This is the final post in a five-part series sharing common-sense strategies that have worked for other companies when they have moved on from rental contracts. Read our first post, and follow along with our series: Rental Laundry Programs, Understanding Program Responsibilities, and Managing Garment Inspection and Turn-In to learn more about each step.
You’ve collected, counted, and inspected the rental garments in your company’s system, and returned them to your rental provider.
Next, your provider will do their own audit, issuing a final buy-out invoice for every unreturned or damaged/abused garment.
Program managers who have been through this process all offer the same advice — do not pay the invoice at face value!
Experience has shown that, with some analysis and attention to detail, your company will be able to challenge some of the charges and negotiate a significantly reduced buy-out amount that is both fair and reasonable. Generally, there are two distinct components to verifying and auditing the buy-out inventory: (1) formatting the invoice so it can be electronically analyzed, and (2) performing the analysis.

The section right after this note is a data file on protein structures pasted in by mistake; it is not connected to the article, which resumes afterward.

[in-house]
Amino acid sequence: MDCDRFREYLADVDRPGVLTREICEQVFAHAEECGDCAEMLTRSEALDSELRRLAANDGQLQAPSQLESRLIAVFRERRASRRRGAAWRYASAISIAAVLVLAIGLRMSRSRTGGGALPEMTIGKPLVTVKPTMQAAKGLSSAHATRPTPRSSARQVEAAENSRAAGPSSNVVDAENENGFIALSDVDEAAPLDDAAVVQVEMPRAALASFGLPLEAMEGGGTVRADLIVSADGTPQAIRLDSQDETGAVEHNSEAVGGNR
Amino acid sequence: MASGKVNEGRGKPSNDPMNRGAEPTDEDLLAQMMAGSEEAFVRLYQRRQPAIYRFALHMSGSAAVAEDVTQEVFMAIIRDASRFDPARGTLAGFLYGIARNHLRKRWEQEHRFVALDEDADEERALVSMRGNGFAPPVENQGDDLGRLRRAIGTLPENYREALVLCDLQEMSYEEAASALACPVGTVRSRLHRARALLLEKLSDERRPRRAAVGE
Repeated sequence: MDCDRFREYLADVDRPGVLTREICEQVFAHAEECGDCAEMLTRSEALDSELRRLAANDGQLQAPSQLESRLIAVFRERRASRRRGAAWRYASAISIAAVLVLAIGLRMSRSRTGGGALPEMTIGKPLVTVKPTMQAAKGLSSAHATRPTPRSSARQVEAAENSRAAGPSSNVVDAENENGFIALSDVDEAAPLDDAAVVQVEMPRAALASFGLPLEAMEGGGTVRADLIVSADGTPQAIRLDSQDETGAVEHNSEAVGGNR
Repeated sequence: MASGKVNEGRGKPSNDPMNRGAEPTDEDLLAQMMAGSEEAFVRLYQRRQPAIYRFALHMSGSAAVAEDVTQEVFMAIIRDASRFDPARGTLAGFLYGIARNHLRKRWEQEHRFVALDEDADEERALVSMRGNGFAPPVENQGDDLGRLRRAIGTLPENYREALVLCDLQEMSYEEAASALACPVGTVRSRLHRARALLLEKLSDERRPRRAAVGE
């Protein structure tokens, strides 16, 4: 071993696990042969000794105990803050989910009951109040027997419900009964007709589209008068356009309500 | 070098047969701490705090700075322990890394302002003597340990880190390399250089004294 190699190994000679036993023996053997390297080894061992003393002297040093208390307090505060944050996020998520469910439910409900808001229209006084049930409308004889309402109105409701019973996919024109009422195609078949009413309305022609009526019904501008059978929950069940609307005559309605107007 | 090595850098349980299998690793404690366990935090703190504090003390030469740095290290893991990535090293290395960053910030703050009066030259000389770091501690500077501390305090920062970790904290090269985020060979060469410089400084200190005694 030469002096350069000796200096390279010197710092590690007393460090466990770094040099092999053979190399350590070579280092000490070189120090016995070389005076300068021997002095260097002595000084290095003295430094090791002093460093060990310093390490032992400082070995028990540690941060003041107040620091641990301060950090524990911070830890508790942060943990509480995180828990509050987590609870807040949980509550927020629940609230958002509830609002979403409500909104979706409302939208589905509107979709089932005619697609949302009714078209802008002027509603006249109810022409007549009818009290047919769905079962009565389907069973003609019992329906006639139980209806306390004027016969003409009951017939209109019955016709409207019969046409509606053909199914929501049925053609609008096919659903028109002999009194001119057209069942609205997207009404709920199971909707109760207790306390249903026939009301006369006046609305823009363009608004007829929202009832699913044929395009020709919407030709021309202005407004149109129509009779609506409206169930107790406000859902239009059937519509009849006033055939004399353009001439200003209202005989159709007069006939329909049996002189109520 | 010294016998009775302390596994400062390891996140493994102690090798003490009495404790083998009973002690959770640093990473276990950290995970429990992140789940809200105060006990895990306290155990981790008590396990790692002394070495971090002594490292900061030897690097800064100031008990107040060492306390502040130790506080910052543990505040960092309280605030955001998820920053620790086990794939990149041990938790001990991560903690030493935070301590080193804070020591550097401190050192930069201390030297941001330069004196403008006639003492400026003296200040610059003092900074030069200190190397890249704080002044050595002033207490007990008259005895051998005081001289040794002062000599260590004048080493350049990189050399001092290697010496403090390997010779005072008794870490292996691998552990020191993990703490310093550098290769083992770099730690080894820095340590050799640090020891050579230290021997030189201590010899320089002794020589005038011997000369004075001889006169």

- Electronic Invoice Format
Most rental laundry program buy-out invoices are provided in a printed format, and may be hundreds of pages long. They are generally expected to include (a) employee name, (b) the garment serial number (or route number/locker number) of all items that were not returned and any garments that were determined, through the provider’s inspection, to be damaged or abused, and (c) the fee associated with the deficiency.
To compare this invoice with the data obtained in your own collection audit, this invoice must be converted to digital format. If the provider will supply this data digitally, there is no cost to convert. If not, the data must either be converted by hand or via scan-to-database software programs that may be available for sale in the market.